The text of the Book of  Llan Dâv was reproduced and commented on in detail by J. G. Evans in 1893, and the life of St Teilo therein critically edited by J. Loth in Annales de Bretagne, t. ix and x (1593). The best summary is Canon Doble’s St Teilo (1942). See also LBS, vol. iv, pp. 226—242, and Analecta Bollandiana, vol. xiv, pp. 445 seq. For St Oudoceus (Euddogwy), see Doble’s pamphlet.
A native of Penally, Pembrokshire, Wales, he studied under Sts. Dyfrig and Dubricius. He accompanied the famed St. David of Wales to Jerusalem and was a friend and assistant to St. Samson in Brittany, France, for seven years. Returning to Wales in 554, he was quite successful as a preacher and founded and served as abbot-bishop of Llandaff monastery in Dyfed, Wales. He was buried in Llandaff Cathedral.

Teilo of Llandaff B (AC) (also known as Teilio, Teilus, Thelian, Teilan, Teilou, Dillo, Dillon, Elidius, Eliud)
Born near Penally by Tenby, Pembrokeshire; died c. 580. There is plenty of evidence, both documentary and from place names and dedications, that Saint Teilo was widely venerated in southern Wales and Brittany. (His name may be spelled Teilio, Teilus, Thelian, Teilan, Teilou, Teliou, Dillo, or Dillon.) He was undoubtedly an influential churchman, whose principal monastic foundation and center of ministry was Llandeilo Fawr in Carmarthenshire; but available information on his life is late, confused, and contradictory.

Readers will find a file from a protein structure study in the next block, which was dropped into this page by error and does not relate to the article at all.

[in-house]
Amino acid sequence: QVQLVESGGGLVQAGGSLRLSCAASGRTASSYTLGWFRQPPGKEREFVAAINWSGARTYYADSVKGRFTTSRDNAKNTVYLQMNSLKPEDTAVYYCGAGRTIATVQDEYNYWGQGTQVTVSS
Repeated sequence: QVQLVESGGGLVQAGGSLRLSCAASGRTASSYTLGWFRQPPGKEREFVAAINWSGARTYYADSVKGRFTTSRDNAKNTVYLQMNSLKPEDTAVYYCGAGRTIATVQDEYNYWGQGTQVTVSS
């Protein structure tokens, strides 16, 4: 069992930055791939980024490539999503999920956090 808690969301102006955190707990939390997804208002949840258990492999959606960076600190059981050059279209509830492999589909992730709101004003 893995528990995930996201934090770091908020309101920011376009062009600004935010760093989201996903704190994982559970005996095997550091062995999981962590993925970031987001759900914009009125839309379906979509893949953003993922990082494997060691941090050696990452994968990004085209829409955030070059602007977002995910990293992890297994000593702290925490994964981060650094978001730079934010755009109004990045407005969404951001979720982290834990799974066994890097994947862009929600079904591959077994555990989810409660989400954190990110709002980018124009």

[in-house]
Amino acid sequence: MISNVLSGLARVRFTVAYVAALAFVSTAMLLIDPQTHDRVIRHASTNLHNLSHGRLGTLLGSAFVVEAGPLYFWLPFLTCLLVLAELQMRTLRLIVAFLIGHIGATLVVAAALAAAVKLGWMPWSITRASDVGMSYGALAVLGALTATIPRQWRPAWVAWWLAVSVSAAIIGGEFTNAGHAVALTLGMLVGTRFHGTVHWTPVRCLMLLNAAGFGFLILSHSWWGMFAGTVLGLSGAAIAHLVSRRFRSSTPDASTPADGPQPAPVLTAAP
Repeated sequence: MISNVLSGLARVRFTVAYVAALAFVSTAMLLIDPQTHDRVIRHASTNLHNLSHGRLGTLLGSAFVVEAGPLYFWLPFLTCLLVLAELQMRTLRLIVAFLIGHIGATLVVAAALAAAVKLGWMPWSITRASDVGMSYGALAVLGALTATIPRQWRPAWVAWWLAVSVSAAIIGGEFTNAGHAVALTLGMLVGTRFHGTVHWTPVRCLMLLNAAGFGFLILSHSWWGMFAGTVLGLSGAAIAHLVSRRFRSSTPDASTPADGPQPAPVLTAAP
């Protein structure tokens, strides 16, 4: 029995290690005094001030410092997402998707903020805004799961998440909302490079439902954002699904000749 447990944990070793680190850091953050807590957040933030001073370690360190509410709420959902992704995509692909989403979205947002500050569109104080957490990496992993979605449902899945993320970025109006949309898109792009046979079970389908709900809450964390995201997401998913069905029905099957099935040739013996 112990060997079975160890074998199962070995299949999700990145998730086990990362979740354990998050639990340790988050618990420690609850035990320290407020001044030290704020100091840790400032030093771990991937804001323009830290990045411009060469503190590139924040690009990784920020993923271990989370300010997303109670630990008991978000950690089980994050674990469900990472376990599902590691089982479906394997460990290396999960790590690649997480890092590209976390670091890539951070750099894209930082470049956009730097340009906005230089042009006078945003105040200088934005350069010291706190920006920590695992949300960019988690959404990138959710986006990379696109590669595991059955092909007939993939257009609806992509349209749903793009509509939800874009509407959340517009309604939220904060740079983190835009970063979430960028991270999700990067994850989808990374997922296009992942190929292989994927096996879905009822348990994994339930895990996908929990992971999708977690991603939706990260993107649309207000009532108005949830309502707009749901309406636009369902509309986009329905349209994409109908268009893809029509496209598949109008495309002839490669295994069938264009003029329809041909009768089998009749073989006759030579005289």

Some facts are fairly certain. Teilo was educated under Saint Dyfrig (Dubricius) and a Paulinus, possibly Paul Aurelian through whom he met Saint David (Dewi).
We are told among other things that Teilo went with Saint David and Saint Paternus on David's mythical pilgrimage to Jerusalem. It is also related that during the 'yellow plague,' so called "because it made everyone it attacked yellow and bloodless," he went to Brittany and stayed with Saint Samson at Dol. There they "planted a big orchard of fruit-trees, three miles long, reaching from Dol to Cai, which is still called after their names." After seven years Teilo went back to Wales, dying at or near Llandeilo Fawr in Carmarthenshire, the site of his chief monastery and the center of his ministry.